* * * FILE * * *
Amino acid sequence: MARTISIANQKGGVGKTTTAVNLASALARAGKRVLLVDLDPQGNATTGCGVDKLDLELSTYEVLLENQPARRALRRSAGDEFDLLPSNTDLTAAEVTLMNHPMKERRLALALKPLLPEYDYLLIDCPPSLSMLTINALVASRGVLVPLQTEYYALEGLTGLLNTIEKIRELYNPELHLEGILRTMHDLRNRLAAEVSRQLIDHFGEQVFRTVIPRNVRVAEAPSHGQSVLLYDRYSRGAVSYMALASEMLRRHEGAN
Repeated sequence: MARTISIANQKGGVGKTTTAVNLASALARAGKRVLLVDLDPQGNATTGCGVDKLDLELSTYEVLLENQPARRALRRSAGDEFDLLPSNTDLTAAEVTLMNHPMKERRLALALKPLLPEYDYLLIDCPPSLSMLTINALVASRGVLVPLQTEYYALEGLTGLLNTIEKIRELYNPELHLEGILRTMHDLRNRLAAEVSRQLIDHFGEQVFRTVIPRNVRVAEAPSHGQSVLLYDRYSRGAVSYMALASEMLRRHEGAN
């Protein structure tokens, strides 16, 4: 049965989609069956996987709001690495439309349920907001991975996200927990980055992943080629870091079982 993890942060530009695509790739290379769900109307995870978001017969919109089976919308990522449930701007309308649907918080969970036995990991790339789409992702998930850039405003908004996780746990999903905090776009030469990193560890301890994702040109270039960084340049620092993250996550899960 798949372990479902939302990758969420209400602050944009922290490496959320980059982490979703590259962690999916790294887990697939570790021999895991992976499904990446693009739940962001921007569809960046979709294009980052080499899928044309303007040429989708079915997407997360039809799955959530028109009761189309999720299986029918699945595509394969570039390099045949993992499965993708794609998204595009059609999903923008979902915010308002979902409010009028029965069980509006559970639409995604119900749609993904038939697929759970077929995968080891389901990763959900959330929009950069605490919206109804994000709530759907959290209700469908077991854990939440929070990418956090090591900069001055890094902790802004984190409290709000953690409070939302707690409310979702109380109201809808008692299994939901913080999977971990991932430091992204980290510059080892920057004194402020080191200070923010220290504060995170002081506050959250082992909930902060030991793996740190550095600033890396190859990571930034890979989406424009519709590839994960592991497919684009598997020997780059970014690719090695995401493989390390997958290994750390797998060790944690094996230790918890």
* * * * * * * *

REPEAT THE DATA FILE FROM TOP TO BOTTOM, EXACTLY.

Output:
Amino acid sequence: MARTISIANQKGGVGKTTTAVNLASALARAGKRVLLVDLDPQGNATTGCGVDKLDLELSTYEVLLENQPARRALRRSAGDEFDLLPSNTDLTAAEVTLMNHPMKERRLALALKPLLPEYDYLLIDCPPSLSMLTINALVASRGVLVPLQTEYYALEGLTGLLNTIEKIRELYNPELHLEGILRTMHDLRNRLAAEVSRQLIDHFGEQVFRTVIPRNVRVAEAPSHGQSVLLYDRYSRGAVSYMALASEMLRRHEGAN
Repeated sequence: MARTISIANQKGGVGKTTTAVNLASALARAGKRVLLVDLDPQGNATTGCGVDKLDLELSTYEVLLENQPARRALRRSAGDEFDLLPSNTDLTAAEVTLMNHPMKERRLALALKPLLPEYDYLLIDCPPSLSMLTINALVASRGVLVPLQTEYYALEGLTGLLNTIEKIRELYNPELHLEGILRTMHDLRNRLAAEVSRQLIDHFGEQVFRTVIPRNVRVAEAPSHGQSVLLYDRYSRGAVSYMALASEMLRRHEGAN
């Protein structure tokens, strides 16, 4: 049965989609069956996987709001690495439309349920907001991975996200927990980055992943080629870091079982 993890942060530009695509790739290379769900109307995870978001017969919109089976919308990522449930701007309308649907918080969970036995990991790339789409992702998930850039405003908004996780746990999903905090776009030469990193560890301890994702040109270039960084340049620092993250996550899960 798949372990479902939302990758969420209400602050944009922290490496959320980059982490979703590259962690999916790294887990697939570790021999895991992976499904990446693009739940962001921007569809960046979709294009980052080499899928044309303007040429989708079915997407997360039809799955959530028109009761189309999720299986029918699945595509394969570039390099045949993992499965993708794609998204595009059609999903923008979902915010308002979902409010009028029965069980509006559970639409995604119900749609993904038939697929759970077929995968080891389901990763959900959330929009950069605490919206109804994000709530759907959290209700469908077991854990939440929070990418956090090591900069001055890094902790802004984190409290709000953690409070939302707690409310979702109380109201809808008692299994939901913080999977971990991932430091992204980290510059080892920057004194402020080191200070923010220290504060995170002081506050959250082992909930902060030991793996740190550095600033890396190859990571930034890979989406424009519709590839994960592991497919684009598997020997780059970014690719090695995401493989390390997958290994750390797998060790944690094996230790918890």